Mediocrity: These programs never scored well enough in any of my four eras to hit the “green”. Each has probably had decent stretches, but not enough across a 20-30 year period.

mediocrity.jpg



Gradually Erasing History
After studying the data from this perspective (with rankings from all eras comprehended, I then decided to look at the data while incrementally disregarding older eras. First, I dropped all data from pre-1950 (essentially taking the weighting from 20% to 0%). Then I did the same for the 50’s-70’s (taking weighting from 50% to 0%) and ultimately the 80’s-90’s as well (taking weighting from 80% to 0%). This left us with the ranking for just the 2000’s. What I wanted to see in this case is who moved up and down as we gradually erased history. Below is the image showing the ranking of just the Top 40 (of all 60 programs) when incrementally removing eras from the calculation. I then show the delta – how many positions the programs moved up or down in the rankings. The far right column shows the difference in ranking when considering all eras vs. just the 2000’s. This revealed three interesting groupings of programs – the “Exclusives”, the “Falling Rocks”, and the “Shooting Stars”.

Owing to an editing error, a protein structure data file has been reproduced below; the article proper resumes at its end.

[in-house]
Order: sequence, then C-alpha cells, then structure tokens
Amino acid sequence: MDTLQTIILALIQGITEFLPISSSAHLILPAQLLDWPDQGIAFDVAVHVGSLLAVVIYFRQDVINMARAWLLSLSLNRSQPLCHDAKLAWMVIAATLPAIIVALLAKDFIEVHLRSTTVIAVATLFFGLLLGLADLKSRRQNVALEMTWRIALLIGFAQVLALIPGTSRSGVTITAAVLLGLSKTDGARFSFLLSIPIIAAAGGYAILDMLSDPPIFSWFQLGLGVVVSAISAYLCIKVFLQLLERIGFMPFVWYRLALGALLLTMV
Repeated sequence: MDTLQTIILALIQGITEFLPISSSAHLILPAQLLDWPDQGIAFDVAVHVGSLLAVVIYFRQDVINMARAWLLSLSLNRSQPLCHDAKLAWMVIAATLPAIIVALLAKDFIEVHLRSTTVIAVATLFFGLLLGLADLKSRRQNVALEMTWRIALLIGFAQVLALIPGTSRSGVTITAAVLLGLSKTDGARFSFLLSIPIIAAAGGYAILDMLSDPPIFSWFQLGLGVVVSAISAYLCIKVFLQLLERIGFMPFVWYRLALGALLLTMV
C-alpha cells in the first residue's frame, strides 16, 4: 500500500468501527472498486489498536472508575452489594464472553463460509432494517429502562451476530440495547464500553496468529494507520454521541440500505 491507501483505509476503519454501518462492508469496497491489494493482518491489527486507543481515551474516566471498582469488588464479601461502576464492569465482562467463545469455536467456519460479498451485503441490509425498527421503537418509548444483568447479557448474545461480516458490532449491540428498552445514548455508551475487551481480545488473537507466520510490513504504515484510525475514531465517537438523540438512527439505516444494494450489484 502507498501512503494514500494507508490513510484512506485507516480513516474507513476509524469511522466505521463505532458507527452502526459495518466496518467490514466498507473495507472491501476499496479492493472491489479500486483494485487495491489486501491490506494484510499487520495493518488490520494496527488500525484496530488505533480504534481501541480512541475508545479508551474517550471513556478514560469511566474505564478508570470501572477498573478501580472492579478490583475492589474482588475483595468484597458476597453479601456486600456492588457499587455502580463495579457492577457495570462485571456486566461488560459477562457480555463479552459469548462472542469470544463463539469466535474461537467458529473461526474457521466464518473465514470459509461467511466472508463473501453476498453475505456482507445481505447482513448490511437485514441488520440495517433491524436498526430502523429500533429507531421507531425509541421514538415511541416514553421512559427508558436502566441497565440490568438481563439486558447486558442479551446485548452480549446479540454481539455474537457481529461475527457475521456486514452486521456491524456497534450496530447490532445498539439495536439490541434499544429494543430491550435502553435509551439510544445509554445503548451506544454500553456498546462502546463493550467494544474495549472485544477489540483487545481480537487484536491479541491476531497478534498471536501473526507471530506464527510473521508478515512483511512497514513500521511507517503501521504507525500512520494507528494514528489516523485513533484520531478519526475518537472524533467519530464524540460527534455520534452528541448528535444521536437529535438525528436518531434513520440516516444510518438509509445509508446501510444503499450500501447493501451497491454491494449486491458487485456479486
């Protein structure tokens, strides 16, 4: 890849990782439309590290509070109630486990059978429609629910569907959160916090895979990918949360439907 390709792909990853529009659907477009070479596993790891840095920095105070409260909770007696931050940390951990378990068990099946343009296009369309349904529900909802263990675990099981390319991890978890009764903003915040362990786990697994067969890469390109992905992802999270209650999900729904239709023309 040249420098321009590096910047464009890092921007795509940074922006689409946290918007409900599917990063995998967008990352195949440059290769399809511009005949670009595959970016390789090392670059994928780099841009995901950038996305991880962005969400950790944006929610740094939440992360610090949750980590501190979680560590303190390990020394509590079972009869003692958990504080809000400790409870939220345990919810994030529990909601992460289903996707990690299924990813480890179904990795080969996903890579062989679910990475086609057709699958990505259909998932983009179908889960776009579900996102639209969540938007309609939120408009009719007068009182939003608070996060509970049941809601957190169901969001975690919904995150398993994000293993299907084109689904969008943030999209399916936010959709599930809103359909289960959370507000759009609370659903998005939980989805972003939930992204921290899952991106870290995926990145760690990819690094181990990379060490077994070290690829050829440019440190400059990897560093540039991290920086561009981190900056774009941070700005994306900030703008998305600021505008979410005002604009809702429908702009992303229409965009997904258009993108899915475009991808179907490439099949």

erasing history.jpg


The “Exclusives”: Alabama, OU, Ohio State, USC, Florida State. These 5 programs remain the same regardless of how you slice the data (order changes, but appearance in Top 5 remains). Note that I hate the team from Norman as much as anyone on this message board, but that’s what we’re dealing with.